December 11, 2008
Foreseen '09 lower beef supplies jack up US cattle prices
US cattle prices rose in two weeks on signs that the shrinking US herd may limit beef supplies next year while hog prices declined.
Cattle futures for February delivery rose 1.525 cents, or 1.9 percent, to 83.8 cents a pound on the Chicago Mercantile Exchange (CME), the biggest gain since November 24. The price has dropped 13 percent this year as the slumping global economy raised concerns that beef demand will decline.
Feeder-cattle futures for January delivery rose by 0.8 cents, or 0.9 percent, to 87.35 cents a pound.
The US feedlot herd fell 6.8 percent in October from a year earlier, the USDA said on November 21. The agency will release its next feedlot report on December 19.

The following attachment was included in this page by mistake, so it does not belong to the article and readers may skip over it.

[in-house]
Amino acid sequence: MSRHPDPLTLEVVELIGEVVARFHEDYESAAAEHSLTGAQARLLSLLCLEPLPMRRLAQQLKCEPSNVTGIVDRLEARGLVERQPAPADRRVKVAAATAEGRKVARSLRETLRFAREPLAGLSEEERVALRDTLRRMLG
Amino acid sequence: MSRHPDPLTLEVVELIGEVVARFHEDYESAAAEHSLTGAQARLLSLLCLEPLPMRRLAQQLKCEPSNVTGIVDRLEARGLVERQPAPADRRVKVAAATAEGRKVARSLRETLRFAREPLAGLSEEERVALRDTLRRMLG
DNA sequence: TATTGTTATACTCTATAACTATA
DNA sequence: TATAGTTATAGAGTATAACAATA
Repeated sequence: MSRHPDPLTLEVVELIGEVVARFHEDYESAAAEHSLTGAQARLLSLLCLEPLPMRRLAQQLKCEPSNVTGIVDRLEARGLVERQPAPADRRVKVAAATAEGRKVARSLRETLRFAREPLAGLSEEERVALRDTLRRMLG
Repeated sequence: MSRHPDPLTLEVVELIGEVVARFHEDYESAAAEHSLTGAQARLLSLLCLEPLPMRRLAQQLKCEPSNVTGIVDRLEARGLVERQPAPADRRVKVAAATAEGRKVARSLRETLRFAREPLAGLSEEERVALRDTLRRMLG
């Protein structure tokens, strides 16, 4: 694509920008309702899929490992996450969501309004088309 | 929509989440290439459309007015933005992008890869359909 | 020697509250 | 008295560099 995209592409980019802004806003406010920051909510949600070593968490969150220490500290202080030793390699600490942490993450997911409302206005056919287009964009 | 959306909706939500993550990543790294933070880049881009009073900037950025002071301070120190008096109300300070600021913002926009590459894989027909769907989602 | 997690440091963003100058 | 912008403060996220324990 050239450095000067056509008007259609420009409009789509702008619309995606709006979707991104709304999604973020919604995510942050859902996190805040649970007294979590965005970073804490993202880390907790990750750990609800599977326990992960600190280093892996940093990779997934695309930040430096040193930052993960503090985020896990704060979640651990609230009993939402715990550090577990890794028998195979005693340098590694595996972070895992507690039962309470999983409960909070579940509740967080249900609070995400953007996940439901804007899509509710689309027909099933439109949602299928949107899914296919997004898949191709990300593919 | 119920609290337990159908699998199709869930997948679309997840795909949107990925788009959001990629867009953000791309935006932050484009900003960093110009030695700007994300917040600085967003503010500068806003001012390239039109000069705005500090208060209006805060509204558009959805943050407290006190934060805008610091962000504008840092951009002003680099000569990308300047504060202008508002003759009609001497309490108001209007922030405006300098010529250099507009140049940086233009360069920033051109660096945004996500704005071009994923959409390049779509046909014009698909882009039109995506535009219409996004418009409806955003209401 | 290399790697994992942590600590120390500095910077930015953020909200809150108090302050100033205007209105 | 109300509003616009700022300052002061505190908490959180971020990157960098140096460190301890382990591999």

Wholesale beef prices rose 0.37 cent, or 0.3 percent, to US$1.4508 a pound at midday, according to USDA data. Still, the price has decreased by 1.4 percent compared to last year.
Frozen pork-belly futures sank for a ninth straight session on signs of increasing supplies of the meat used for bacon.
Futures for February delivery tumbled the most at the CME, dropping 3 cents, or 3.4 percent, to 84.5 cents a pound. The most-active contract dropped by as much as the exchange limit in the previous three sessions.
Pork-belly inventories in warehouses approved by the CME rose 13 percent to 23.8 million pounds in the week ended December 5 from the previous week. Stockpiles have climbed for seven straight weeks and are down 2.8 percent from last year.